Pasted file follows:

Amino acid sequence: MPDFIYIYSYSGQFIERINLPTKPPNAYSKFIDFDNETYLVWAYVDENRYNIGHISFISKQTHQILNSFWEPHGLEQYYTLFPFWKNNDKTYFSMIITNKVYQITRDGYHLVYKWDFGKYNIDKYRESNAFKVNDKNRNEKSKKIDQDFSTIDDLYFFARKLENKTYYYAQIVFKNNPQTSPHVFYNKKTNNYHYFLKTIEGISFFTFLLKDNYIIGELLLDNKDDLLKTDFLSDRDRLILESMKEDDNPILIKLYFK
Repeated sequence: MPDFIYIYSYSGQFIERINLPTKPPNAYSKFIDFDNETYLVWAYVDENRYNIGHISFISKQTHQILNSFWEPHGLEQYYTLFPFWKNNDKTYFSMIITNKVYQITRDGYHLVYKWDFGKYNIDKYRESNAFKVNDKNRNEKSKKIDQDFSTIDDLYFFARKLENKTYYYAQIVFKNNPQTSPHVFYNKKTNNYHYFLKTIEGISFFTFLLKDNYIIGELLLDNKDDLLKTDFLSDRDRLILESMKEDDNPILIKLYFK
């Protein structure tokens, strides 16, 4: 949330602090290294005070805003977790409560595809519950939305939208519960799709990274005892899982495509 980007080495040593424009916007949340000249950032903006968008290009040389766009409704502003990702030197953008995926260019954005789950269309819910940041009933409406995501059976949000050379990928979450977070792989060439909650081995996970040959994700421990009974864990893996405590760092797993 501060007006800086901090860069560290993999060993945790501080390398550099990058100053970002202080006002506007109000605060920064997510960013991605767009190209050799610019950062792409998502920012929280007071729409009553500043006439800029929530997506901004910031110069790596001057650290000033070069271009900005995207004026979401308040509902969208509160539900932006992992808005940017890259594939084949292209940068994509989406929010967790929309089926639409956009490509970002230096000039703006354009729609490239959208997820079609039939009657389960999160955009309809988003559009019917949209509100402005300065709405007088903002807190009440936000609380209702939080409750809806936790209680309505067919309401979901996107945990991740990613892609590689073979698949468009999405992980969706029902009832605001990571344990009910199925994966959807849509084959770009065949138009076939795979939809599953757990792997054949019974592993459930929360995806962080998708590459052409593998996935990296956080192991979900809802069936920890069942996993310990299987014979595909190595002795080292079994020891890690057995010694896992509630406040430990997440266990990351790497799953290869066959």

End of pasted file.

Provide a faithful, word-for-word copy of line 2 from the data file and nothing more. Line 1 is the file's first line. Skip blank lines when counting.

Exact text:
Repeated sequence: MPDFIYIYSYSGQFIERINLPTKPPNAYSKFIDFDNETYLVWAYVDENRYNIGHISFISKQTHQILNSFWEPHGLEQYYTLFPFWKNNDKTYFSMIITNKVYQITRDGYHLVYKWDFGKYNIDKYRESNAFKVNDKNRNEKSKKIDQDFSTIDDLYFFARKLENKTYYYAQIVFKNNPQTSPHVFYNKKTNNYHYFLKTIEGISFFTFLLKDNYIIGELLLDNKDDLLKTDFLSDRDRLILESMKEDDNPILIKLYFK